http://politix.topix.com/civil-liberties/1513...
  • #39
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    @MongoAPillager All they'd need to do is stick a "from" inbetween "run" and "a" to grant that wish...
  • #3
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    I not only don't like the idea that "big brother" is watching, in the form of government agencies. But I used to work for a company that tracked my every move as well...I soon left when I found that out...So I don't like this kind of electronic spying on regular people..At All
  • #5
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    If you're meaning tracking via company issued devices and on company time, I think it's their prerogative. Mine does this plus has cameras in high security locations. No biggie to me. I sell the company my time and it is theirs to do with what the wish. Now if anyone wants to track my personal movements, no way I’ll stand for that.
  • #7
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    @Thunderchicken ---That's cool...In my case, however, the fact that they were going to track our each and every move, was not disclosed until after hiring...I just think that if that's what they are going to do...it should be disclosed up front and give the potential employee the right to say "no thanks" corporate big brother...I just won't go for it weather it's government or a private employer...just not my personal "cup of tea"..
  • #12
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    Banks already have camera system, in place, that tracks us. Chicago is using live feed cameras already.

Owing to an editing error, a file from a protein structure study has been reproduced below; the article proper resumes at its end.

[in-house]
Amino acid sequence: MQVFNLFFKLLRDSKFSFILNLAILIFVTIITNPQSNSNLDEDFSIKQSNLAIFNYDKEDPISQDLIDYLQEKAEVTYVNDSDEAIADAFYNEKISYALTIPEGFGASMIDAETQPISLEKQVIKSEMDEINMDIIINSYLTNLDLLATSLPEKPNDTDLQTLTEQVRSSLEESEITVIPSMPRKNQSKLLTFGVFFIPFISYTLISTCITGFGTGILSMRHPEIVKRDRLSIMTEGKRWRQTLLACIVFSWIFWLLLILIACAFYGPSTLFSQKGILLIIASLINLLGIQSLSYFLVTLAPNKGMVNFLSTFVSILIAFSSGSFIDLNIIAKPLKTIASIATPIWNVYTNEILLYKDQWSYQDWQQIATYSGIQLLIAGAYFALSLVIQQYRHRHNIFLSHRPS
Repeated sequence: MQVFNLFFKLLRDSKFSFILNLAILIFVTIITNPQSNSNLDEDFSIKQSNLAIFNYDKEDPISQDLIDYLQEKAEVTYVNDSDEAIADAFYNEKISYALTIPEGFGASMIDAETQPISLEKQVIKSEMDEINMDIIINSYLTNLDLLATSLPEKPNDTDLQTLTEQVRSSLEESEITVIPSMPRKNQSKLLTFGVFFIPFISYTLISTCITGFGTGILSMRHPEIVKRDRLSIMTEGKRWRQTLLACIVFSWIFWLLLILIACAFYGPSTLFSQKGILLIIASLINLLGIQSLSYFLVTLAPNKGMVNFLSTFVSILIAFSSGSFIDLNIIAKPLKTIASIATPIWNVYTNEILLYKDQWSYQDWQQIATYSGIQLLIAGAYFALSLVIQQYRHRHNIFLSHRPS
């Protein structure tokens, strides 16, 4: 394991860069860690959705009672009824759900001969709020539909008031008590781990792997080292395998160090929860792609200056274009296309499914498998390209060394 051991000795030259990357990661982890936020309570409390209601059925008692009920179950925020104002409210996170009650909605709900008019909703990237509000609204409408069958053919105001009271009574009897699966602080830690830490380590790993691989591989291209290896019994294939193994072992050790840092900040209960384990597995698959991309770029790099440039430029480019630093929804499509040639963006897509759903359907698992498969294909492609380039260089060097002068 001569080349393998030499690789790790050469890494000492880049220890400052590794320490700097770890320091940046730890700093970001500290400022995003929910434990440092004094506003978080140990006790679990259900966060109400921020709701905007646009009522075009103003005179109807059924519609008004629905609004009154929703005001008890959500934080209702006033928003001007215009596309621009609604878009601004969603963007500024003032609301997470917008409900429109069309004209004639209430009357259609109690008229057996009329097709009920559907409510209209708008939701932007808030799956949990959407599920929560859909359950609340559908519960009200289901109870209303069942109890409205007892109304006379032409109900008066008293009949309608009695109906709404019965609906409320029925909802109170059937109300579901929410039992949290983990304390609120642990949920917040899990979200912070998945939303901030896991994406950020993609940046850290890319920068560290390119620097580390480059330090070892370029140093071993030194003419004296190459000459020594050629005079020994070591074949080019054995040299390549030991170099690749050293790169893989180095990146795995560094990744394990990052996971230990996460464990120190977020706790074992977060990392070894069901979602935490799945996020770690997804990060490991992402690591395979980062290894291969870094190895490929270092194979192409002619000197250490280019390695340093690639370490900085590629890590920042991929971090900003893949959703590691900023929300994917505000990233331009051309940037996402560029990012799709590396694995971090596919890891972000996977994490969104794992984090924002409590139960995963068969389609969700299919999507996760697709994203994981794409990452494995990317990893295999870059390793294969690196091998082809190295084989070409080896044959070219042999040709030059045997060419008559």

Rear view morro in some cars, has live feed camera that's available.
    Clovis Police Captain in California, says, He knows everyone who enters into his city and exits already.

    It's just modern life,
  • #15
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    FBI and CIA have advanced technology, that with phone company, they can track your past history of calls made, on your cell phone.
  • #17
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    Secret Service might also have the above mention technology. I'm not 100% sure, I'm 98.8% sure the CIA has it.
  • #57
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    @Sterling Don't forget the NSA, signals intelligence is their specialty. An ex-nsa told me they can intercept anything electronic and they have the computers and data mining systems to make the data information. Big Brother IS watching.

    PS - be careful who you insult online, some folk like revenge.
  • #60
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    This is yet another case where the courts got it wrong. Oversight of police is crucial to the protection of our rights.
  • #59
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    They already are, specially in iPhones. How will you feel when they start pushing the RFID chip injection on you & your children hidden underneath the "influenza" shot?